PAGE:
The Morality of Slavery

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by KatieONell
Last updated 6 years ago

Discipline:
Social Studies
Subject:
African-American History

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The Morality of Slavery

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Abolition vs.

Slavery

Harriet Tubman-escaped slavery in Maryland in 1849 via the Underground Railroad-helped more than 300 slaves escape, some called her the “Moses of Her People”

Am I Not a Man and a Brother? Print: Josiah Wedgwood’s Am I Not a Man and a Brother? print was originally created for the British abolitionist movement, but later became part of the American abolition movement, reminding people of slaves’ inherent human rights.

Sambo Stereotype: The “Sambo” stereotype of lazy, irresponsible African Americans pervasive in the the Antebellum Period came from the book Little Black Sambo.

Abolitionist Arguments-Christian abolitionists cited Luke 6:31 “Do to others what you would want them to do to you” and Genesis 1:27 which stated that man was created in the image of God. -The Declaration of Independence stated that “all men are created equal” therefore slavery was anti-American-slavery put too much power into the hands of slave owners-African Americans were not inherently inferior as demonstrated by the accomplishments of educated black Americans; therefore they should not be treated as inferior

Pro-Slavery Arguments-ending slavery would destroy the American economy; the south depended on slave labor to grow cotton and tobacco and the North depended on cheap southern cotton to maintain its booming textile industry -the sudden mass emancipation of slaves would lead to widespread chaos as well as mass unemployment for the newly jobless free slaves-slavery had existed throughout history-anatomically, whites were superior to blacks -slavery was mentioned several times in the bible and Jesus never spoke out against it-the Dred Scott decision maintained that black people were considered property-working conditions for Southern slaves were better than those of Northern and European industrial workers

“To this solemn resolution I came; I was free, and [other slaves] should be free also; I would make a home for them in the North, and the Lord helping me, I would bring them all here.”

William Lloyd Garrison-published the abolitionist newspaper “The Liberator” -helped found the American Anti-Slavery Society-once publicly set fire to the constitution because it didn’t ban slavery

“I will be as harsh as truth, and as uncompromising as justice… I will not retreat a single inch. And I WILL BE HEARD!”

Famous People

John C Calhoun-served as a Congressman, Secretary of War, Senator, Vice President, and Secretary of State- argued that slavery was a states’ rights issue, not a federal issue- claimed that social and political inequities between whites and blacks were irreconcilable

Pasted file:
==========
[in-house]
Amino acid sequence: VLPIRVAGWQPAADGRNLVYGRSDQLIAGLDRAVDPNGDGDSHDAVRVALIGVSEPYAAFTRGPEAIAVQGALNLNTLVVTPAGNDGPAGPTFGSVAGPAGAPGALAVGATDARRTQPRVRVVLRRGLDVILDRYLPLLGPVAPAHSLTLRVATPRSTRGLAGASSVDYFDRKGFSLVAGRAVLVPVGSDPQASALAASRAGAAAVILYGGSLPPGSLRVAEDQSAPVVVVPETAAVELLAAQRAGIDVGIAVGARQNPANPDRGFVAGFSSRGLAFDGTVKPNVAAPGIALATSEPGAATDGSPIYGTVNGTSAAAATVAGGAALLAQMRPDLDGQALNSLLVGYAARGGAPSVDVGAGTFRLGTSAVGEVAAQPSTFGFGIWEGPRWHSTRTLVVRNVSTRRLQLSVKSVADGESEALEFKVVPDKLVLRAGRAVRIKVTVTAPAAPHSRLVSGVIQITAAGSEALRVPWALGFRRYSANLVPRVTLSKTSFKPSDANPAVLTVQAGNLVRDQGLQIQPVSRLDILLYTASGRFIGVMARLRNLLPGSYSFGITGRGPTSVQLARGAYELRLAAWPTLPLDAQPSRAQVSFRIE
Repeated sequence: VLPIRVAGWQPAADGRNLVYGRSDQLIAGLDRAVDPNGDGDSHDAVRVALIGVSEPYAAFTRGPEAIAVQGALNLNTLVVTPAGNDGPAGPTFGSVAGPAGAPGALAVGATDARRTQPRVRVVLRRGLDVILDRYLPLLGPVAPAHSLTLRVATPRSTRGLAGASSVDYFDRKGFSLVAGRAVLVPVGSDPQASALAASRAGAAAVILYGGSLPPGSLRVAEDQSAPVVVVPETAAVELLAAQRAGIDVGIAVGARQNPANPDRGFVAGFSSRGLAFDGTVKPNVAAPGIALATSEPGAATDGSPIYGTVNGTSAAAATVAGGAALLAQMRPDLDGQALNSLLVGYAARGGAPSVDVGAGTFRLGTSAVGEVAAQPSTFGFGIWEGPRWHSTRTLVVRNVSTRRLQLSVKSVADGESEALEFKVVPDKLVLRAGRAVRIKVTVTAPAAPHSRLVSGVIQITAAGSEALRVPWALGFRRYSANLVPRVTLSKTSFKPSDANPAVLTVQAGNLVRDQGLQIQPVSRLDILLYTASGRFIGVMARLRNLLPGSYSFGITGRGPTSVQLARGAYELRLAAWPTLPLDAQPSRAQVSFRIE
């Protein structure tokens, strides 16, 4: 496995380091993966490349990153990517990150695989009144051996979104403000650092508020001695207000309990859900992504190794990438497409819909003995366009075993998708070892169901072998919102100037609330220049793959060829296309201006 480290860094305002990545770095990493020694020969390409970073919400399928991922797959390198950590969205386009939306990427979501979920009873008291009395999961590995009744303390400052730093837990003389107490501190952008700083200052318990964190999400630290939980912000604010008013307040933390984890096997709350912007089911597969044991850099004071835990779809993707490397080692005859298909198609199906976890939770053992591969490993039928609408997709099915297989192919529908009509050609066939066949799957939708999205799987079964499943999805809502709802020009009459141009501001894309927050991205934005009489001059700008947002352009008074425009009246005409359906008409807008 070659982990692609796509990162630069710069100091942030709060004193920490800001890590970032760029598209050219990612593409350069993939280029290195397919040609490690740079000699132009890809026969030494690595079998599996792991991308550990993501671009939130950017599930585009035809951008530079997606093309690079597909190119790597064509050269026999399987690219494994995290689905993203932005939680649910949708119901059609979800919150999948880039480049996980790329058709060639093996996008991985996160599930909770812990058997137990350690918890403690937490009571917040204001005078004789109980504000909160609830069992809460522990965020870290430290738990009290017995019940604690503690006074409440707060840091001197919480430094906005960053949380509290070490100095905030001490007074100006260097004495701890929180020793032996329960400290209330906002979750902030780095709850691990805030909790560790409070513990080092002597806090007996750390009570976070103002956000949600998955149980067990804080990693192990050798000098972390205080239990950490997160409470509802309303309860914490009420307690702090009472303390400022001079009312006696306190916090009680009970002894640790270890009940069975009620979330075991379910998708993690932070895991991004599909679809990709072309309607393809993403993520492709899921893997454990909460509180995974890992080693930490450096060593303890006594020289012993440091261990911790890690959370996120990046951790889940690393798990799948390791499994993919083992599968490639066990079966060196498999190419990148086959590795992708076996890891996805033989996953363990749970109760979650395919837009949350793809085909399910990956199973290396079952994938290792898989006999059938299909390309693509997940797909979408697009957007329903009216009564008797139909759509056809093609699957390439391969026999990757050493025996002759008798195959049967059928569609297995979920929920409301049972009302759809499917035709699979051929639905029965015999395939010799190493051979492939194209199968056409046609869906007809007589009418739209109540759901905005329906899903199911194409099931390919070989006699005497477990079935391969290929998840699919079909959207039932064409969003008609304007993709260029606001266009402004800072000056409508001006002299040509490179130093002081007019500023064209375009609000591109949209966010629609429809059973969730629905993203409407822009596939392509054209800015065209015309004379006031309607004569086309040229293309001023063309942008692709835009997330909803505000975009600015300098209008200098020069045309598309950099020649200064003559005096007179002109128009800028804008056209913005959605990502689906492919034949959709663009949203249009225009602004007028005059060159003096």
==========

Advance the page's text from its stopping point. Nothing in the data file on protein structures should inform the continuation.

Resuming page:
“It is impossible for [white and African Americans] to exist together in the same community.”

James Kirke Paulding-believed that slavery should be allowed in the south to preserve the Union-wrote Slavery in the United States which criticized the abolitionist movement -claimed that the bible, the constitution, and property laws protected slavery

“Anatomists and physiologists have classed the negro as the lowest in the scale of rational beings.”

Slave Narratives

"We had very bad eatin'. Bread, meat, water. And they fed it to us in a trough, jes' like the hogs. And ah went in may [sic] shirt till I was 16, nevah had no clothes. And the flo' in ouah cabin was dirt, and at night we'd jes' take a blanket and lay down on the flo'. The dog was supe'ior to us; they would take him in the house.”

“But honey chile, all white folks warn't good to dere slaves, cause I'se seen pore niggers almos' tore up by dogs, and whipped unmercifully, when dey didn’t do lack de white folks say.”

"Slavery was the worst days was ever seed in the world. They was things past tellin', but I got the scars on my old body to show to this day. I seed worse than what happened to me. I seed them put the men and women in the stock with they hands screwed down through holes in the board and they feets tied together and they naked behinds to the world. Solomon the the [sic] overseer beat them with a big whip and massa look on. The niggers better not stop in the fields when they hear them yellin'. They cut the flesh most to the bones and some they was when they taken them out of stock and put them on the beds, they never got up again.”

"Aunt Cheyney was jus' out of bed with a sucklin' baby one time, and she run away. Some say that was nother baby of massa's breedin'. She dont' come to the house to nurse her baby, so they misses her and old Solomon gits the nigger hounds and takes her trail. They gits near her and she grabs a limb and tries to hist herself in a tree, but them dogs grab her and pull her down. The men hollers them onto her, and the dogs tore her naked and et the breasts plumb off her body. She got well and lived to be a old woman, but nother woman has to suck her baby and she ain't got no sign of breasts no more.”

Mary Reynolds

Charity Anderson

Richard Toler


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